The president instructed Donald F. McGahn II, the White House counsel, in 2017 to tell Attorney General Jeff Sessions not to recuse himself. The president wanted an attorney general who would shield the president, and his efforts to put Mr. Sessions back in charge of the Russia investigation showed he actively interfered in Mr. Sessions’s recusal as a possible act of obstruction.— Adam Goldman
POSTED AT 11:40 AM
Vol. I, Page 9: While the investigation identified numerous links between individuals with ties to the Russian government and individuals associated with the Trump Campaign, the evidence was not sufficient to support criminal charges. Among other things, the evidence was not sufficient to charge any Campaign official as an unregistered agent of the Russian government or other Russian principal. And our evidence about the June 9, 2016 meeting and WikiLeak’s release of hacked materials was not sufficient to charge a criminal campaign-finance violation.
Mr. Barr repeatedly said that the president’s campaign did not collude with Russia. Mr. Mueller’s report offers a more nuanced definition. He writes that while there was ample evidence of contacts between the Trump campaign and Russia as it carried out its social media influence and hacking campaigns, the evidence was not strong enough to support bringing criminal charges.—Nicholas Fandos
POSTED AT 11:38 AM
Vol I. Page 89: Papadopoulos suggested to a representative of a foreign government that the Trump Campaign had received indications from the Russian government that it could assist the Trump campaign through the anonymous release of information that would be damaging to Hillary Clinton.
It has long been known that Mr. Papadopoulos, a young campaign aide, was told that the Russian government had “dirt” on Mrs. Clinton. This goes much farther, and helps explain why the F.B.I. investigated members of the Trump campaign in 2016. Mr. Papadopoulos appeared to suggest an explicit offer by the Russian government to work with the Trump campaign to sabotage Mrs. Clinton.
— Matt Apuzzo
POSTED AT 11:29 AM
Vol. II, Page 4: On June 17, 2017 the president called McGahn at home and directed him to call the acting attorney general and say that the special counsel had conflicts of interest and must be removed. McGahn did not carry out the direction, however, deciding that he would resign rather than trigger what he regarded as a potential Saturday Night Massacre.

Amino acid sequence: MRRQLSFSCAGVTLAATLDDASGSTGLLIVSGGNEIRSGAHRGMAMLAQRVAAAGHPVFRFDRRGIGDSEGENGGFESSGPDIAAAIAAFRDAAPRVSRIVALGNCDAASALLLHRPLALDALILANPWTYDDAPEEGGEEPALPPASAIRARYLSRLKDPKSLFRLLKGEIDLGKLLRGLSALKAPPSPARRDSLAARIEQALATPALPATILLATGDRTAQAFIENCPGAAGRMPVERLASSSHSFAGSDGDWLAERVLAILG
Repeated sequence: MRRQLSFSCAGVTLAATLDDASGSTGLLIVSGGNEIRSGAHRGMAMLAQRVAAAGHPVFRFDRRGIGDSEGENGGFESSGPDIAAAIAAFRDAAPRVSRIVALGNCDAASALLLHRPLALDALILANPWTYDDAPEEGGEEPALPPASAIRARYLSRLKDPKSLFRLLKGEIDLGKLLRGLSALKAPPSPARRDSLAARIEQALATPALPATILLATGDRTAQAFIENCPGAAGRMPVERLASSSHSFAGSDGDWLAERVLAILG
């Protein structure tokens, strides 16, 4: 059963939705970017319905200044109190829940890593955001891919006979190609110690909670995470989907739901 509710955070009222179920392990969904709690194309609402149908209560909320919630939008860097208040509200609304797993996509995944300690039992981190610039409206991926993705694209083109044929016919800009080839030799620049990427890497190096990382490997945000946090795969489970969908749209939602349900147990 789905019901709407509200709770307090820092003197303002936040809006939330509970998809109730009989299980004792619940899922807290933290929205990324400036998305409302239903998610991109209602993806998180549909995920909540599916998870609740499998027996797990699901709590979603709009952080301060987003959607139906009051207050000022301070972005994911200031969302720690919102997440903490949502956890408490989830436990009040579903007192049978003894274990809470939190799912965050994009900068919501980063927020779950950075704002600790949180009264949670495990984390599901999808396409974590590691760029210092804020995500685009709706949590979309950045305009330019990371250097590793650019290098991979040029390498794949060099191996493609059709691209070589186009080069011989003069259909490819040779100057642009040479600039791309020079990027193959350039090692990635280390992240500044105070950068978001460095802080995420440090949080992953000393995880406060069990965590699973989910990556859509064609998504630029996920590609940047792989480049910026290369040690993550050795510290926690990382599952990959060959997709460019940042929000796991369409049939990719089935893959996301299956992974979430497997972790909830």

We knew that Mr. Trump had ordered his White House counsel, Donald F. McGahn II, in June 2017 to have the deputy attorney general, Rod J. Rosenstein, fire Mr. Mueller, and that Mr. McGahn had refused to do so. We did not know that the president called him at home to pressure him. The “Saturday Night Massacre” refers to the Watergate episode in which the Nixon administration’s attorney general and deputy attorney general both resigned rather than carry out President Nixon’s order to fire the prosecutor investigating that scandal, leading to a severe political backlash.
— Charlie Savage
POSTED AT 11:23 AM
Vol. I, Page 2: An agreement “requires more than the two parties taking actions that were informed by or responsive to other’s actions or interests.”
It was not enough for investigators simply to show the Trump campaign knew what the Russians were up to, and responded. Trump associates had to specifically agree with the Russians to violate the law.
— Sharon LaFraniere
POSTED AT 11:19 AM
Vol. II, Page 75: Substantial evidence indicates that the catalyst for the president’s decision to fire Comey was Comey’s unwillingness to publicly state that the president was not personally under investigation, despite the president’s repeated requests that Comey make such an announcement.
Mr. Mueller effectively finds that the White House’s initial explanation for the firing was untrue. White House officials said that Mr. Comey was dismissed over his handling of the Hillary Clinton email investigation. The administration’s ever-changing justification for that firing led to speculation that Mr. Trump had fired him to sabotage the Russia investigation.
— Matt ApuzzoB:
2017年抓码王114【众】【仙】【贺】【道】：“【恭】【祝】【吾】【皇】【寿】【与】【天】【齐】，【娘】【娘】【万】【福】【金】【安】！” 【玉】【帝】【道】：“【众】【爱】【卿】【平】【身】。【今】【日】【蟠】【桃】【盛】【会】，【气】【象】【犹】【胜】【往】【日】。【朕】【赐】【每】【位】【爱】【卿】【金】【丹】【一】【粒】，【御】【酒】【一】【斛】，【聊】【以】【助】【兴】！” 【众】【仙】【一】【听】【心】【中】【大】【喜】，【谢】【恩】【之】【后】【车】【轮】【般】【上】【前】【敬】【酒】。 【玉】【帝】【也】【是】【江】【海】【之】【量】，【千】【杯】【万】【盏】【后】【并】【无】【醉】【意】，【反】【而】【精】【神】【焕】【发】，【连】【声】【道】：“【猜】【拳】【行】【令】【者】【排】【好】【队】，
【笑】【死】【我】【了】【战】【队】【的】【貂】【蝉】、【白】【起】【以】【及】【花】【木】【兰】【三】【个】【人】【的】【发】【育】【都】【不】【算】【太】【好】，【相】【对】【比】【起】【毒】【蛇】【战】【队】【的】【人】【来】【说】，【经】【济】【差】【异】【还】【是】【挺】【大】【的】。 【而】【且】【毒】【蛇】【战】【队】【的】【五】【个】【人】【都】【活】【着】…… 【三】【个】【发】【育】【不】【良】【的】【人】【去】【打】【五】【个】【发】【育】【良】【好】【的】【人】，【最】【后】【结】【果】【会】【是】【什】【么】【样】【子】，【根】【本】【就】【不】【需】【要】【动】【脑】【瓜】【子】【想】。 【光】【是】【动】【动】【脚】【趾】【头】【都】【能】【想】【出】【来】【了】。 【简】【直】【就】【是】【在】【以】
【智】【通】【财】【经】APP【讯】，【网】【龙】(00777)【公】【布】，【于】2019【年】11【月】10【日】，【该】【公】【司】、【贝】【斯】【特】、ND (BVI)、Digital Train、 Promethean、【投】【资】【者】、【代】【理】【及】【抵】【押】【代】【理】【订】【立】【购】【买】【协】【议】，【据】【此】,【该】【公】【司】【间】【接】【非】【全】【资】【附】【属】【公】【司】【贝】【斯】【特】【同】【意】【向】【投】【资】【者】【发】【行】【本】【金】【总】【额】【为】1.5【亿】【美】【元】【的】【可】【转】【换】【及】【可】【交】【换】【债】【券】;【及】【在】【发】【行】【可】【转】【换】【及】【可】【交】【换】【债】【券】【的】【同】【时】，【该】【公】【司】【将】【向】【投】【资】【者】【发】【行】【认】【股】【权】【证】。2017年抓码王114【君】【言】【疯】【狂】【的】【一】【笑】“【我】【若】【是】【死】，【谁】【也】【别】【想】【活】！【同】【归】【于】【尽】【吧】！” 【他】【抬】【手】，【将】【那】【黑】【白】【球】【猛】【地】【一】【拍】，【欧】【阳】【墨】【凝】【聚】【的】【手】【掌】【刚】【一】【将】【那】【黑】【白】【球】【抓】【住】，【便】【听】“【轰】——”【的】【一】【声】，【接】【着】【所】【有】【的】【声】【音】【都】【消】【失】【了】。 【如】【月】【惊】【恐】【的】【睁】【大】【了】【眼】【睛】，【她】【用】【力】【喊】【出】【的】【声】【音】，【却】【被】【天】【塌】【地】【陷】【的】【恐】【怖】【景】【象】【完】【全】【的】【给】【吞】【噬】，【她】【看】【不】【到】【身】【后】【的】【自】【己】【姐】【妹】【与】【精】【灵】
【林】【锦】【夕】【连】【忙】【说】【道】：“【夏】【夏】，【我】【不】【是】【这】【个】【意】【思】，【我】【就】【是】……” 【盛】【夏】【见】【她】【这】【么】【激】【动】，【笑】【着】【打】【断】【她】：“【好】【了】【好】【了】，【你】【不】【用】【再】【解】【释】【了】。【我】【懂】【我】【懂】。【你】【就】【当】【是】【让】【俩】【孩】【子】【陪】【大】【橘】【解】【闷】【行】【不】【行】？” “【行】，【怎】【么】【不】【行】？”【林】【锦】【夕】【嘴】【上】【说】【行】，【眼】【睛】【却】【片】【刻】【不】【离】【大】【橘】【猫】，【过】【了】【一】【会】【儿】【问】：“【夏】【夏】，【大】【橘】【是】【不】【是】【变】【胖】【了】？” 【大】【橘】【猫】【循】
【那】【把】【小】【刀】，【辛】【末】【一】【直】【藏】【在】【衣】【服】【里】，【连】【他】【自】【己】【也】【没】【想】【到】【还】【有】【机】【会】【派】【上】【用】【场】！【他】【紧】【紧】【的】【扣】【着】【沈】【芊】【涵】【的】【肩】【膀】，【刀】【子】【抵】【在】【沈】【芊】【涵】【的】【大】【动】【脉】【处】，【只】【要】【稍】【一】【用】【力】，【就】【能】【划】【破】【她】【的】【皮】【肤】！ 【白】【色】【的】【刀】【锋】【闪】【着】【锋】【利】【的】【光】【芒】，【映】【衬】【的】【沈】【芊】【涵】【的】【脸】【色】【越】【发】【雪】【白】！ 【这】【一】【变】【故】【出】【乎】【所】【有】【人】【的】【意】【料】，【陆】【宸】【远】【转】【身】，【看】【到】【这】【一】【幕】，【眸】【色】【沉】【沉】，【肃】【手】